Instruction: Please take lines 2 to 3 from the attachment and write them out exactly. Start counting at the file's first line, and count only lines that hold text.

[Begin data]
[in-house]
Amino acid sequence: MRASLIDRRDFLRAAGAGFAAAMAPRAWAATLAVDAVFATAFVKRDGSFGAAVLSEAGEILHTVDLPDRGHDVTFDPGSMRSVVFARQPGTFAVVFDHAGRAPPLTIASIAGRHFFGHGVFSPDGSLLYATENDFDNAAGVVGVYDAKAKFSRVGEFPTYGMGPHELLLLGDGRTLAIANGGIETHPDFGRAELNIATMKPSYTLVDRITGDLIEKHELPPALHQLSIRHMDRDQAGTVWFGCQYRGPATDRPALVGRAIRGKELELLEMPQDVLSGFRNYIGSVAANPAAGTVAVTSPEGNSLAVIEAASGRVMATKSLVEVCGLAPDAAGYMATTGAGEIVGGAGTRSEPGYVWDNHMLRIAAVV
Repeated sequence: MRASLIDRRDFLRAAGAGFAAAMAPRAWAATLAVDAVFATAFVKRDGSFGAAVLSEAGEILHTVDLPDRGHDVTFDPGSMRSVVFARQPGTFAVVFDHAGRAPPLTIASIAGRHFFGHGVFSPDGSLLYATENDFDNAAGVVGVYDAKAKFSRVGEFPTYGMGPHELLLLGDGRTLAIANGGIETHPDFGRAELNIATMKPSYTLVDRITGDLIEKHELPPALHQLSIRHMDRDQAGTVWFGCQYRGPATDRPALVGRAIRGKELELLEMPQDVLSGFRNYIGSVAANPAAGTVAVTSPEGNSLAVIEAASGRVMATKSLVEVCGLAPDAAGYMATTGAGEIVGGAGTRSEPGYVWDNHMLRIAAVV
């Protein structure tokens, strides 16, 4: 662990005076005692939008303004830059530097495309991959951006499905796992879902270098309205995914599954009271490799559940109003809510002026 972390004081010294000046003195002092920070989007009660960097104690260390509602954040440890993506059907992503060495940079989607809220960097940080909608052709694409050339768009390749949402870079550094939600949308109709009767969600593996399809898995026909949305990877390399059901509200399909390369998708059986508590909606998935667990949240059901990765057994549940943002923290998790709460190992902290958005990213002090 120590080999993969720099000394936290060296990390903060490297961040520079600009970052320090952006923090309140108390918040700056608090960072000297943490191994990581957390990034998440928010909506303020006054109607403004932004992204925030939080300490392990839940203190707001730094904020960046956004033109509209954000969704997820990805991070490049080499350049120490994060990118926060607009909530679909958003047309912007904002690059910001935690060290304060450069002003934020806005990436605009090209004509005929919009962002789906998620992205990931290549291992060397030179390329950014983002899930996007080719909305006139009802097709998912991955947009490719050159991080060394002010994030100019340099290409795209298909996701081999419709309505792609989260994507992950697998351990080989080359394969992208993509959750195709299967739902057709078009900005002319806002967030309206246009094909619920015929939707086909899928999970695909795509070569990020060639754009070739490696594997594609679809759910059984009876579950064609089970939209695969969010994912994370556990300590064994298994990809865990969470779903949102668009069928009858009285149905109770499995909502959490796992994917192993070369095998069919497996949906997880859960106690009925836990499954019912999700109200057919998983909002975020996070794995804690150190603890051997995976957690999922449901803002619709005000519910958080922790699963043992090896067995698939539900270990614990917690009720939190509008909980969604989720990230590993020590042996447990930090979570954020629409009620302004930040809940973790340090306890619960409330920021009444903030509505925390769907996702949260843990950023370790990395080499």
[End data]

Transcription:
Amino acid sequence: MRASLIDRRDFLRAAGAGFAAAMAPRAWAATLAVDAVFATAFVKRDGSFGAAVLSEAGEILHTVDLPDRGHDVTFDPGSMRSVVFARQPGTFAVVFDHAGRAPPLTIASIAGRHFFGHGVFSPDGSLLYATENDFDNAAGVVGVYDAKAKFSRVGEFPTYGMGPHELLLLGDGRTLAIANGGIETHPDFGRAELNIATMKPSYTLVDRITGDLIEKHELPPALHQLSIRHMDRDQAGTVWFGCQYRGPATDRPALVGRAIRGKELELLEMPQDVLSGFRNYIGSVAANPAAGTVAVTSPEGNSLAVIEAASGRVMATKSLVEVCGLAPDAAGYMATTGAGEIVGGAGTRSEPGYVWDNHMLRIAAVV
Repeated sequence: MRASLIDRRDFLRAAGAGFAAAMAPRAWAATLAVDAVFATAFVKRDGSFGAAVLSEAGEILHTVDLPDRGHDVTFDPGSMRSVVFARQPGTFAVVFDHAGRAPPLTIASIAGRHFFGHGVFSPDGSLLYATENDFDNAAGVVGVYDAKAKFSRVGEFPTYGMGPHELLLLGDGRTLAIANGGIETHPDFGRAELNIATMKPSYTLVDRITGDLIEKHELPPALHQLSIRHMDRDQAGTVWFGCQYRGPATDRPALVGRAIRGKELELLEMPQDVLSGFRNYIGSVAANPAAGTVAVTSPEGNSLAVIEAASGRVMATKSLVEVCGLAPDAAGYMATTGAGEIVGGAGTRSEPGYVWDNHMLRIAAVV